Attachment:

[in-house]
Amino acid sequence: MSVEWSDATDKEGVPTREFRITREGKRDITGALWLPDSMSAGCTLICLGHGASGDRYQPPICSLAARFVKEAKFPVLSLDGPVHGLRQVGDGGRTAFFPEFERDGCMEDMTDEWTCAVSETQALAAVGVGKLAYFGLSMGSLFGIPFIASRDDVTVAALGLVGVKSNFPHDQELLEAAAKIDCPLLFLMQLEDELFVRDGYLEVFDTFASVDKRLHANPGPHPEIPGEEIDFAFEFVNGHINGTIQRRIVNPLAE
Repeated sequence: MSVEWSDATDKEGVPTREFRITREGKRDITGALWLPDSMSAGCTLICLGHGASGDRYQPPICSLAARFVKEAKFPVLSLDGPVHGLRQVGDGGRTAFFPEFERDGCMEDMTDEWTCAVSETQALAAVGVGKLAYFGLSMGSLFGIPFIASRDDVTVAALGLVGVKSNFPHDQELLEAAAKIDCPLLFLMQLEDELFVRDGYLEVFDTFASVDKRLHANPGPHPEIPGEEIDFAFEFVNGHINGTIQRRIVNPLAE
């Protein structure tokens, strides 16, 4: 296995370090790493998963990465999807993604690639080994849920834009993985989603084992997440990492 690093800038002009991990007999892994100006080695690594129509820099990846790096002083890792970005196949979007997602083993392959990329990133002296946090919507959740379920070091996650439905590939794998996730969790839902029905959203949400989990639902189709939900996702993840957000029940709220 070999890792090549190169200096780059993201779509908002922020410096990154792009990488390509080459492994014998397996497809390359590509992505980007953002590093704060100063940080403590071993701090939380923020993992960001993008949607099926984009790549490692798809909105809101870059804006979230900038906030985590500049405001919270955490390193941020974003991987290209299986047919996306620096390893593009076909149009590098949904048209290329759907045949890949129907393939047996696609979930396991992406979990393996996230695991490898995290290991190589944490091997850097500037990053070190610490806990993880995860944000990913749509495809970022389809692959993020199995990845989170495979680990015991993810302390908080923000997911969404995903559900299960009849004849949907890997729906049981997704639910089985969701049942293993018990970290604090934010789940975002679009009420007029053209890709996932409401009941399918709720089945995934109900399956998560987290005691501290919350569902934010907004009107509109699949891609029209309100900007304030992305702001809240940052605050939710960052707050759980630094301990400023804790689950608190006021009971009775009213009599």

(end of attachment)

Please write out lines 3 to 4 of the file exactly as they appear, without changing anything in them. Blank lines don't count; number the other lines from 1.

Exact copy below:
Repeated sequence: MSVEWSDATDKEGVPTREFRITREGKRDITGALWLPDSMSAGCTLICLGHGASGDRYQPPICSLAARFVKEAKFPVLSLDGPVHGLRQVGDGGRTAFFPEFERDGCMEDMTDEWTCAVSETQALAAVGVGKLAYFGLSMGSLFGIPFIASRDDVTVAALGLVGVKSNFPHDQELLEAAAKIDCPLLFLMQLEDELFVRDGYLEVFDTFASVDKRLHANPGPHPEIPGEEIDFAFEFVNGHINGTIQRRIVNPLAE
């Protein structure tokens, strides 16, 4: 296995370090790493998963990465999807993604690639080994849920834009993985989603084992997440990492 690093800038002009991990007999892994100006080695690594129509820099990846790096002083890792970005196949979007997602083993392959990329990133002296946090919507959740379920070091996650439905590939794998996730969790839902029905959203949400989990639902189709939900996702993840957000029940709220 070999890792090549190169200096780059993201779509908002922020410096990154792009990488390509080459492994014998397996497809390359590509992505980007953002590093704060100063940080403590071993701090939380923020993992960001993008949607099926984009790549490692798809909105809101870059804006979230900038906030985590500049405001919270955490390193941020974003991987290209299986047919996306620096390893593009076909149009590098949904048209290329759907045949890949129907393939047996696609979930396991992406979990393996996230695991490898995290290991190589944490091997850097500037990053070190610490806990993880995860944000990913749509495809970022389809692959993020199995990845989170495979680990015991993810302390908080923000997911969404995903559900299960009849004849949907890997729906049981997704639910089985969701049942293993018990970290604090934010789940975002679009009420007029053209890709996932409401009941399918709720089945995934109900399956998560987290005691501290919350569902934010907004009107509109699949891609029209309100900007304030992305702001809240940052605050939710960052707050759980630094301990400023804790689950608190006021009971009775009213009599």